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Mayo Clinic expansion in Arizona, Florida approved

Mayo Clinic has announced an ambitious $120 million plan to open an Arizona medical school in collaboration with Arizona State University.

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Mayo Medical School's plans to expand in Arizona and Florida took a key step forward this week, putting the Arizona campus just two years away from accepting its first class of students.

The Liaison Committee on Medical Education, the national accrediting body for medical education, announced this week it was endorsing Mayo Clinic's plan to establish new branch campuses in Scottsdale, Ariz., and Jacksonville, Fla.

That idea was hailed by former Arizona Gov. Jan Brewer as "literally a new beginning of a new era in medicine" when it was initially proposed in 2011, but the required paperwork to expand Mayo Medical School wasn't officially filed until Dec. 2014.

"We are thrilled with the positive response from LCME," said Dr. Sherine Gabriel, dean of Mayo Medical School and William J. and Charles H. Mayo Professor of Epidemiology and Medicine, Mayo Clinic College of Medicine. "This signifies an important step in our transformation to a national medical school and our ability to deliver extraordinary medical education and highly diverse clinical experiences to our students across all campuses."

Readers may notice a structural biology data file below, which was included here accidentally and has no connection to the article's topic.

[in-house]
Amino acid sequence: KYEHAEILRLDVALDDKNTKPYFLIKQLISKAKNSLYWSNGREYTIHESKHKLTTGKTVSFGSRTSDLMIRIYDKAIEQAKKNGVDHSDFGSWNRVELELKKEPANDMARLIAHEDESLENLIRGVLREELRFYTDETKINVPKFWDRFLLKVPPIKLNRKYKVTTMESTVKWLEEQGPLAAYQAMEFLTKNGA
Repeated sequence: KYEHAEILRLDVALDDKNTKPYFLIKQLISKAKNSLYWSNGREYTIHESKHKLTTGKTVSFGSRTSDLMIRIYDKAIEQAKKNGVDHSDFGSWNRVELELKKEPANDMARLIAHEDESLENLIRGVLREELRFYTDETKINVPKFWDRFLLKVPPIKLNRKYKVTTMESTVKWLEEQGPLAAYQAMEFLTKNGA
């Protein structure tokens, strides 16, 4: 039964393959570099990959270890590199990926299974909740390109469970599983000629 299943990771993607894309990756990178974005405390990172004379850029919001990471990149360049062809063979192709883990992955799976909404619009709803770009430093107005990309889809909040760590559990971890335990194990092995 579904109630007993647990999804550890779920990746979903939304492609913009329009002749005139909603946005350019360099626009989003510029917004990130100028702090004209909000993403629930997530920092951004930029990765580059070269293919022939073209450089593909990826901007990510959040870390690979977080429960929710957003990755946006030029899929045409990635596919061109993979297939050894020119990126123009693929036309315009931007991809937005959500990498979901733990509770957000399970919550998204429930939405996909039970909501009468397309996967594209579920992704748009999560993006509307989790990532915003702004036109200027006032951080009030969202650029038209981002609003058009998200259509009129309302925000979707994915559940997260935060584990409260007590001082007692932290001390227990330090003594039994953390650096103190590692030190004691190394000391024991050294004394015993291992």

The Post-Bulletin previously has reported the expansion plan will cost $120 million, but the Mayo Clinic was unable to confirm that number by today's print deadline, or comment on where the money will come from.

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Mayo Medical School was established in Rochester in 1972 and since has become one of the most competitive medical schools in the country. It receives nearly 5,000 applications per year, but just 50 are granted admittance. The addition of the Arizona campus in 2017 will double that admission number, according to Mayo Clinic's press release.

Students at the current Rochester campus and the new four-year campus in Arizona also will have new educational opportunities thanks to a special arrangement in Florida. According to the news release, Mayo Medical School students will have the opportunity to complete their third and fourth years at the Jacksonville campus — which may prove especially appealing to those averse to Minnesota's snow-filled winters.

Additionally, Mayo Medical School is developing state-of-the-art online learning modules in collaboration with Arizona State University to develop and incorporate the science of health-care delivery across the medical school's curriculum at each campus.

"Mayo Medical School students will be some of the first in the nation to receive a certificate in the science of health care delivery," said Dr. Michele Halyard, Suzanne Hanson Poole Vice Dean and incoming interim dean of the school. "Not only are we training our students to be excellent physicians and scientists, we are also equipping them with the tools to transform America's ailing health care system."

Gabriel will be leaving Mayo after this year to become the dean of Rutgers University's Robert Wood Johnson Medical School.

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